Pittsburgh City Paper joins national initiative sponsored by ProPublica to document incidents of hate | News | Pittsburgh | Pittsburgh City Paper

Pittsburgh City Paper joins national initiative sponsored by ProPublica to document incidents of hate

“If we don’t address these issues, then these incidents multiply and become bigger and bigger.”

The official Documenting Hate logo
The official Documenting Hate logo

On Nov. 22, a few weeks after the presidential election, an Indian man named Ankur Mehta was allegedly attacked at a Red Robin restaurant in the South Hills Village mall. In addition to the alleged physical assault, Mehta was also subjected to racial and ethnic epithets.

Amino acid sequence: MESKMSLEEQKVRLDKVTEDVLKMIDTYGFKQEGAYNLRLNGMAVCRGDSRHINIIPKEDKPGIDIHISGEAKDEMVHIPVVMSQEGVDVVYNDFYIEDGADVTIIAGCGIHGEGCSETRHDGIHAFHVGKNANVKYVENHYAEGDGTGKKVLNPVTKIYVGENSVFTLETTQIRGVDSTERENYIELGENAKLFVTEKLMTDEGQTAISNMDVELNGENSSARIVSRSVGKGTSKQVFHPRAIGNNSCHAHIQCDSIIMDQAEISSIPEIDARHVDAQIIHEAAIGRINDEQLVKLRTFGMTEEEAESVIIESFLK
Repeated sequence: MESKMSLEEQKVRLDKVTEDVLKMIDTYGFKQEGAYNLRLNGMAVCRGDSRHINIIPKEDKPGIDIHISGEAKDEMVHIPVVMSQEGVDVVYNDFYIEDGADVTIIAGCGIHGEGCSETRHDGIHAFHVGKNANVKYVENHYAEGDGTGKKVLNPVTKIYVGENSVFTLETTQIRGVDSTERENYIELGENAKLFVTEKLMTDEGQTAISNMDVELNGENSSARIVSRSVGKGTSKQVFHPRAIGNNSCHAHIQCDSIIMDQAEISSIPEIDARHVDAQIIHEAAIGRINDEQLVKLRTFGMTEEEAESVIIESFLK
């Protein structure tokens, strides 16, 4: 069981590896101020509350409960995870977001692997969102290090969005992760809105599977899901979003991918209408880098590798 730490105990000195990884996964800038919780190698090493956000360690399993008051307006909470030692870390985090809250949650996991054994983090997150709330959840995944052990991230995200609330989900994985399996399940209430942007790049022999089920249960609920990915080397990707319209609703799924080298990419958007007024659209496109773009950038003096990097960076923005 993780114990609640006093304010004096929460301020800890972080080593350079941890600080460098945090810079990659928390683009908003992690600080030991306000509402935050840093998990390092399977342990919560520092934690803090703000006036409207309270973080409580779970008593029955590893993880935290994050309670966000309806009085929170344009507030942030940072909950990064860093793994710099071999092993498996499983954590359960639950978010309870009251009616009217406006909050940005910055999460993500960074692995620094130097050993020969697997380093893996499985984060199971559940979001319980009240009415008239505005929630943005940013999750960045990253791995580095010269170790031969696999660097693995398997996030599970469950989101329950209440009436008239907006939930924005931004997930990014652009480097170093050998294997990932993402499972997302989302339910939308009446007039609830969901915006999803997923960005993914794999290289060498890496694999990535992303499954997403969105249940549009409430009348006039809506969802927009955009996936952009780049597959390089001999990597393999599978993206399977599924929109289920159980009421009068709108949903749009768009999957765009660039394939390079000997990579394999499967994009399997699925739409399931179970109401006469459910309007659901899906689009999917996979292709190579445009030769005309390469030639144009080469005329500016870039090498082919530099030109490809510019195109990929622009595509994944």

“Things are different now ... I don’t want you sitting next to me, you people,” Mehta’s attacker Jeffery Allen Burgess allegedly said.

According to Bethel Park Police, Burgess believed Mehta was Muslim.

In March, Burgess was indicted by the Department of Justice for hate-crime assault. He has been accused of willfully causing bodily harm to Mehta because of his “perceived race, color, and national origin.” If convicted, Burgess faces a maximum sentence of 10 years in prison, a fine of $250,000, or both. The next hearing in the case is set for Sept. 29.

Dozens of activists showed up to a preliminary hearing for Burgess in March. Among them were members of the Pittsburgh chapter of the Council on American-Islamic Relations who decried the incident shortly after it occurred in November.